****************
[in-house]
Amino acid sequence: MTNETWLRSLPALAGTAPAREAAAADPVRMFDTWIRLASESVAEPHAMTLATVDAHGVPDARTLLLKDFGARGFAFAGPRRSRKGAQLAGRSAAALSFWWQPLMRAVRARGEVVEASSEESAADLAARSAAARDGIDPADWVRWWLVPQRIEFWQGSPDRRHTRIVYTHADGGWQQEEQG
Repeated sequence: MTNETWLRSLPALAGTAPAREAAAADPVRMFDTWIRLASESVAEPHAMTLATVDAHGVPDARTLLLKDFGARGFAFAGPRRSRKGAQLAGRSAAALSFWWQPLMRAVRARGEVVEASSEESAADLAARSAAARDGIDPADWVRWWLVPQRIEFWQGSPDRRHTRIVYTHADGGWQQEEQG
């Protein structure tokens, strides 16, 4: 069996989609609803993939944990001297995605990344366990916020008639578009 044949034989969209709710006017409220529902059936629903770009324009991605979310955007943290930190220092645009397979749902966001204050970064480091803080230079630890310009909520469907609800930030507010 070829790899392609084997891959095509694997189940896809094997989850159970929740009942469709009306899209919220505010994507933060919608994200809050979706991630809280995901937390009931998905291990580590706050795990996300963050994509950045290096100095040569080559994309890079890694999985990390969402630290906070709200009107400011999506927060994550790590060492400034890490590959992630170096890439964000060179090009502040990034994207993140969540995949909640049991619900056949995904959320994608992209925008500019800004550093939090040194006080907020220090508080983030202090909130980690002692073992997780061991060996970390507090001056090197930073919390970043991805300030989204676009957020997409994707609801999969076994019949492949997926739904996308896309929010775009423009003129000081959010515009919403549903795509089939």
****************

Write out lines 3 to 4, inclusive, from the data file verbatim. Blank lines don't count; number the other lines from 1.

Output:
Repeated sequence: MTNETWLRSLPALAGTAPAREAAAADPVRMFDTWIRLASESVAEPHAMTLATVDAHGVPDARTLLLKDFGARGFAFAGPRRSRKGAQLAGRSAAALSFWWQPLMRAVRARGEVVEASSEESAADLAARSAAARDGIDPADWVRWWLVPQRIEFWQGSPDRRHTRIVYTHADGGWQQEEQG
């Protein structure tokens, strides 16, 4: 069996989609609803993939944990001297995605990344366990916020008639578009 044949034989969209709710006017409220529902059936629903770009324009991605979310955007943290930190220092645009397979749902966001204050970064480091803080230079630890310009909520469907609800930030507010 070829790899392609084997891959095509694997189940896809094997989850159970929740009942469709009306899209919220505010994507933060919608994200809050979706991630809280995901937390009931998905291990580590706050795990996300963050994509950045290096100095040569080559994309890079890694999985990390969402630290906070709200009107400011999506927060994550790590060492400034890490590959992630170096890439964000060179090009502040990034994207993140969540995949909640049991619900056949995904959320994608992209925008500019800004550093939090040194006080907020220090508080983030202090909130980690002692073992997780061991060996970390507090001056090197930073919390970043991805300030989204676009957020997409994707609801999969076994019949492949997926739904996308896309929010775009423009003129000081959010515009919403549903795509089939």